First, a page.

"We know we’re good - As a live band nobody can touch us": Even after almost 50 years, Raven are still playing it hot, playing it hard and playing it loud

Raven larking about
(Image credit: Jay Shredder)

Formed in Newcastle by sibling noiseniks John and Mark Gallagher (bass/vocals and guitar, respectively), Raven have performed their own unique brand of ‘athletic rock’ since 1974. 

Below, John Gallagher gives Classic Rock a preview of the US-based trio’s new album All Hell’s Breaking Loose, their fifteenth.

Lightning bolt page divider

The new album follows a longestablished Raven formula of red-hot riffs, pounding rhythms and banshee vocals, but some songs also function on a melodic level – quite a tightrope to walk. Is it hard to write in that style? 

After all these years, not really. Without wanting to sound too calculated about it, we love putting together the opposing elements of chaos, craziness and energy but basing it around structure and melody. 

Do you regret going too far down the mainstream route with the 1986 album The Pack Is Back just as Raven threatened a breakthrough? 

That album is an example of what happens when things are out of balance. We were under pressure [the album was released via a major label, Atlantic] and we were naïve. It has too much craft. Craft is what you get with Rammstein. They’ve got a lot of craft and the biggest stage show you’ve ever seen, but where’s the substance? Could that band get a pub crowd on its feet? No. You couldn’t whistle one of those songs. 

After fifteen studio albums is it hard to avoid repetition or self-parody? 

No. My brain still functions. I know if I’ve done something before. Today there are nine hundred and fifty thousand other bands, but luckily for us most of them are still playing the same old bullshit.

Last year Raven played a gig with Metallica in Florida to honour the late Jon and Marsha Zazula, who managed both bands during the eighties.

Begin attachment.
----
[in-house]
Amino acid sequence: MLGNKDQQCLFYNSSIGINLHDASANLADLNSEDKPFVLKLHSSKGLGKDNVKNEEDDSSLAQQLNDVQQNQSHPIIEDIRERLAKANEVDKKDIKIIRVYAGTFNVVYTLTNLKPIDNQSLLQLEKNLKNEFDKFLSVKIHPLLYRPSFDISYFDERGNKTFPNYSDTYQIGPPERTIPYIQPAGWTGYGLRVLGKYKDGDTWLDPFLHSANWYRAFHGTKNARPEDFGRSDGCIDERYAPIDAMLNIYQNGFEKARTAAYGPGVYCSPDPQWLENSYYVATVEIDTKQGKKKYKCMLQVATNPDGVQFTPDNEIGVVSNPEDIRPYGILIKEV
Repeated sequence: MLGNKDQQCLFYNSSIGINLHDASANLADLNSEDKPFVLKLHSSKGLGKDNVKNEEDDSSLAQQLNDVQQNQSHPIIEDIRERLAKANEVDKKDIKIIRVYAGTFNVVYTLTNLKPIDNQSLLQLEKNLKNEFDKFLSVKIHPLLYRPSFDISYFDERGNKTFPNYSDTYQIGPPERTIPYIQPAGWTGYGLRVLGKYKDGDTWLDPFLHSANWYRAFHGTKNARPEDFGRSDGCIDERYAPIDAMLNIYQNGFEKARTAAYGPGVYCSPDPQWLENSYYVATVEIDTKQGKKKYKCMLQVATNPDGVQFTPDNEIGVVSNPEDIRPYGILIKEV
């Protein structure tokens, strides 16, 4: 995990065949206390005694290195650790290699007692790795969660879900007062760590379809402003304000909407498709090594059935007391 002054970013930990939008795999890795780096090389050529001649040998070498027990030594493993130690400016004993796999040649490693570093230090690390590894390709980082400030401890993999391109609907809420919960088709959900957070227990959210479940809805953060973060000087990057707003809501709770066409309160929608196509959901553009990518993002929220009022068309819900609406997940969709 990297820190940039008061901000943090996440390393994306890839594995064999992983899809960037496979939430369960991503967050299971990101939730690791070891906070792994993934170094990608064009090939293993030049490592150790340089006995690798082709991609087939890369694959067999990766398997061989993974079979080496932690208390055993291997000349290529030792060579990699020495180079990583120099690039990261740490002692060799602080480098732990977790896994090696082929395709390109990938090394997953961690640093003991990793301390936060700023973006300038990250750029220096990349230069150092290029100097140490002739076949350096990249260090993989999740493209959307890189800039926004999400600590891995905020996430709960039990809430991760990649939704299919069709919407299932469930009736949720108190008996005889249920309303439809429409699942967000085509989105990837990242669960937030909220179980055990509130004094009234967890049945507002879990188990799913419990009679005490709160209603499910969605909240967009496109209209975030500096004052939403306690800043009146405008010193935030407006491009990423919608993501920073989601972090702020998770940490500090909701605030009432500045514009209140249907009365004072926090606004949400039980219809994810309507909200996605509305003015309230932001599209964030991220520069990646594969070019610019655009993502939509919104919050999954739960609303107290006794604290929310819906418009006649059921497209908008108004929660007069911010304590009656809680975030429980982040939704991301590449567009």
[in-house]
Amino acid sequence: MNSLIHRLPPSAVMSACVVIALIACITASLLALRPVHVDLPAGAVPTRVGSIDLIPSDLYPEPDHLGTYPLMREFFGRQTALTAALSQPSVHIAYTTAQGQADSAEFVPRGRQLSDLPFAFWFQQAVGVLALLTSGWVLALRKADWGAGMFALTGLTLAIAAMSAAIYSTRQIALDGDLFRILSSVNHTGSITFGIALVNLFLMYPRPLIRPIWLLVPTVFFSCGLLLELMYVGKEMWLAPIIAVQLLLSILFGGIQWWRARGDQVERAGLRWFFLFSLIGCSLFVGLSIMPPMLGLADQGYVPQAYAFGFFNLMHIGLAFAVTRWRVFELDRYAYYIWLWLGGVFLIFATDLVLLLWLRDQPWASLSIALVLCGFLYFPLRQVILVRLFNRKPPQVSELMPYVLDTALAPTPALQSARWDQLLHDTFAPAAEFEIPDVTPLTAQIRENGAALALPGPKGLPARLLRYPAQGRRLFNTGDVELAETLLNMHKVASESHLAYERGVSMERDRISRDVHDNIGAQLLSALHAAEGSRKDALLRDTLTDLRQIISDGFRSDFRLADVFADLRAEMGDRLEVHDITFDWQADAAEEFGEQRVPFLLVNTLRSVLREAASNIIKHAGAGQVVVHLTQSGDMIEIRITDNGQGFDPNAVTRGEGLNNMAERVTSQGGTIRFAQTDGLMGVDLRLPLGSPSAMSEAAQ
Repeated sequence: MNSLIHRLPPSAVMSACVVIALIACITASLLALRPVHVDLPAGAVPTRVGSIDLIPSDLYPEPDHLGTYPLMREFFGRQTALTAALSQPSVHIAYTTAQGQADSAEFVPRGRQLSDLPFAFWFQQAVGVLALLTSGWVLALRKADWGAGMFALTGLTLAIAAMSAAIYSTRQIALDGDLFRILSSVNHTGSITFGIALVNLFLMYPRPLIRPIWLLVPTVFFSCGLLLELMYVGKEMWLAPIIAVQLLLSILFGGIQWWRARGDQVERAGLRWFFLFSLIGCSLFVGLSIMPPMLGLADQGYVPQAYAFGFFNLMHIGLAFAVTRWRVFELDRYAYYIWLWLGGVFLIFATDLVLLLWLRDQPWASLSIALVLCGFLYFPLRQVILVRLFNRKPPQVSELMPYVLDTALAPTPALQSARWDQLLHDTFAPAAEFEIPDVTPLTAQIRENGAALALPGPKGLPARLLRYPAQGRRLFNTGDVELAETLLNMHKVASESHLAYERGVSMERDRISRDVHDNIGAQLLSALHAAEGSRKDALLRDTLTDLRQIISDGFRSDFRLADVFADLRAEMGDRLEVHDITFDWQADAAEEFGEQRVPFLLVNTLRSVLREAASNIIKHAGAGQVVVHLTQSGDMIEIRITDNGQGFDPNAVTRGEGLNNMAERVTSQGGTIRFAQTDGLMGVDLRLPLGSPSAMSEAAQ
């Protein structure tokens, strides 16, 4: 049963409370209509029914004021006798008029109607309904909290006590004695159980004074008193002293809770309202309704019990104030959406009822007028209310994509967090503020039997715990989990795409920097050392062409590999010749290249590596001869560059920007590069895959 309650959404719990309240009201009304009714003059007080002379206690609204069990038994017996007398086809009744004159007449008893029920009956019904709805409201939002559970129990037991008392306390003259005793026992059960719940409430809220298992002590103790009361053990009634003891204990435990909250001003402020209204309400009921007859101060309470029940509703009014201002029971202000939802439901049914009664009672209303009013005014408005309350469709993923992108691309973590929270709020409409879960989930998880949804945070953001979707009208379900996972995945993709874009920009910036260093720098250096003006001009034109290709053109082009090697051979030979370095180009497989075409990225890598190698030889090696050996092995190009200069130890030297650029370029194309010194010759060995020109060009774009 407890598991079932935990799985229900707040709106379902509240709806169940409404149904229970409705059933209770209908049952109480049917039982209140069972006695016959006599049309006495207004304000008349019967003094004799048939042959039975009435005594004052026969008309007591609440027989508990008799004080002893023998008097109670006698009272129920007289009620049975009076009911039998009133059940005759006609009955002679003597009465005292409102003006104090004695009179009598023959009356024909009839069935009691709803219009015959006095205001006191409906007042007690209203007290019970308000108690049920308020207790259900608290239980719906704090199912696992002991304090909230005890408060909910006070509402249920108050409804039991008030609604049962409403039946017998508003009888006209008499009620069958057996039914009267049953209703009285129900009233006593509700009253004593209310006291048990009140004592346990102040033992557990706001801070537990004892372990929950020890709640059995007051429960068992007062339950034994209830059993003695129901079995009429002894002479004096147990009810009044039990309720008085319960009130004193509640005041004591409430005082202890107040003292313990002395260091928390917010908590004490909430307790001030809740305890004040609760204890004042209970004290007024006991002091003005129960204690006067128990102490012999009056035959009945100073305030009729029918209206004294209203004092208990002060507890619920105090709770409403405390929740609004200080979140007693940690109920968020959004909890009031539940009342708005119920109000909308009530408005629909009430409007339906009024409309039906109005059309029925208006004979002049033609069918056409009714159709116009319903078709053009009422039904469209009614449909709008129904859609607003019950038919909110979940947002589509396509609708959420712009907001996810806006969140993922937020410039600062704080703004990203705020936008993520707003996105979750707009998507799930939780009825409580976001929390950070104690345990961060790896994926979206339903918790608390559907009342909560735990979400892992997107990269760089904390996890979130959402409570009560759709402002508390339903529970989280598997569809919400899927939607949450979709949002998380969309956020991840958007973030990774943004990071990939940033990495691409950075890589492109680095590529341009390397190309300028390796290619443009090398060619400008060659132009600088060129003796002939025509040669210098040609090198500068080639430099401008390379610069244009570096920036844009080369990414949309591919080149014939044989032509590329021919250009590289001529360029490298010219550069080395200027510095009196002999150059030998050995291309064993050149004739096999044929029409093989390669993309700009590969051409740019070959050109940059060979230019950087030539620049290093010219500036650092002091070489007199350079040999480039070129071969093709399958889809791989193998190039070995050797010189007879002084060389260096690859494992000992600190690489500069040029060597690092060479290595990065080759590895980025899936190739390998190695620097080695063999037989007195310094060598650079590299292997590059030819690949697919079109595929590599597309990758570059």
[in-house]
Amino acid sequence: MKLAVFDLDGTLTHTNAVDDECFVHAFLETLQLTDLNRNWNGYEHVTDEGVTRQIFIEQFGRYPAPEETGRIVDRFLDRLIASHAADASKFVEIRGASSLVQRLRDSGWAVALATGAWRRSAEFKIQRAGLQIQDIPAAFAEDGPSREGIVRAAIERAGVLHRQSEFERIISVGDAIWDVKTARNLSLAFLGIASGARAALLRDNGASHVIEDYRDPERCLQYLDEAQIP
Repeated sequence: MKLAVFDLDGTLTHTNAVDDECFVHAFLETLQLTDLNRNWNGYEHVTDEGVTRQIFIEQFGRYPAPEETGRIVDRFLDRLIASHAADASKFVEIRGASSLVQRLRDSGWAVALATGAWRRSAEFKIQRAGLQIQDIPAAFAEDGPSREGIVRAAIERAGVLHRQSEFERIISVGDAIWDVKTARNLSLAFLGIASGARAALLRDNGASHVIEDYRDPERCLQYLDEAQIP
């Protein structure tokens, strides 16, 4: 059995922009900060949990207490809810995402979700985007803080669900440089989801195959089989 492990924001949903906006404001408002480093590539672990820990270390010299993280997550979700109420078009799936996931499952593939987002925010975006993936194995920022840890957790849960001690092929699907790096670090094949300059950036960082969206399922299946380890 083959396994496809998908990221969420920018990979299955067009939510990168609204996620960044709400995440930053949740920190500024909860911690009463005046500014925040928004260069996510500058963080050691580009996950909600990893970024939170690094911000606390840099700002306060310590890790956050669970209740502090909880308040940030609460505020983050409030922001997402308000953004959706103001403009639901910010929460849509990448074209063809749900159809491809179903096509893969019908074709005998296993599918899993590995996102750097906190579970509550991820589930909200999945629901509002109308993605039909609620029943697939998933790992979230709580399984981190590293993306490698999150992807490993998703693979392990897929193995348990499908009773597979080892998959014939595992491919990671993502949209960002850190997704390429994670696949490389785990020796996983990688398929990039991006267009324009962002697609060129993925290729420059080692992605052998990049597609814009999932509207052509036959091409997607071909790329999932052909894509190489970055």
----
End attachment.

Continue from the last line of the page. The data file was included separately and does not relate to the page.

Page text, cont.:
That was a great night, and Metallica treated us like gold. The biggest accolade I could pay Metallica is that despite all that’s happened to them they are still pretty damned normal. 

Metallica opened for Raven back in 1983, and here you were supporting them. Did that cause any jealousy? 

Nah. What are you gonna do? Metallica are a phenomenon. Lars [Ulrich] is a very smart guy. He learned from other people. I never dwell on the way things turned out for Raven. Life can be tough, that’s how it goes. Without the difficult parts you don’t appreciate the good stuff. 

It’s amazing to consider that although next year marks Raven’s fiftieth anniversary, the band have never played Castle Donington, at either Monsters Of Rock or Download

It’s a closed shop. Unless you’re hand-in-glove with LiveNation you’ll never get on to those festivals. We did Bloodstock in 2005 when it was still indoors, but since then [in the UK]… nothing. 

How does that make you feel? 

Without blowing our own trumpet too loudly, we know we’re good. As a live band nobody can touch us. There will be people who haven’t got a clue who we are, but we’ll win them over because we always do. All we need is an opportunity. I hope we get it, but even if we don’t these stubborn old bastards will carry on. 

All Hell’s Breaking Loose is out now via Silver Lining Music.

Dave Ling

Dave Ling was a co-founder of Classic Rock magazine. His words have appeared in a variety of music publications, including RAW, Kerrang!, Metal Hammer, Prog, Rock Candy, Fireworks and Sounds. Dave’s life was shaped in 1974 through the purchase of a copy of Sweet’s album ‘Sweet Fanny Adams’, along with early gig experiences from Status Quo, Rush, Iron Maiden, AC/DC, Yes and Queen. As a lifelong season ticket holder of Crystal Palace FC, he is completely incapable of uttering the word ‘Br***ton’.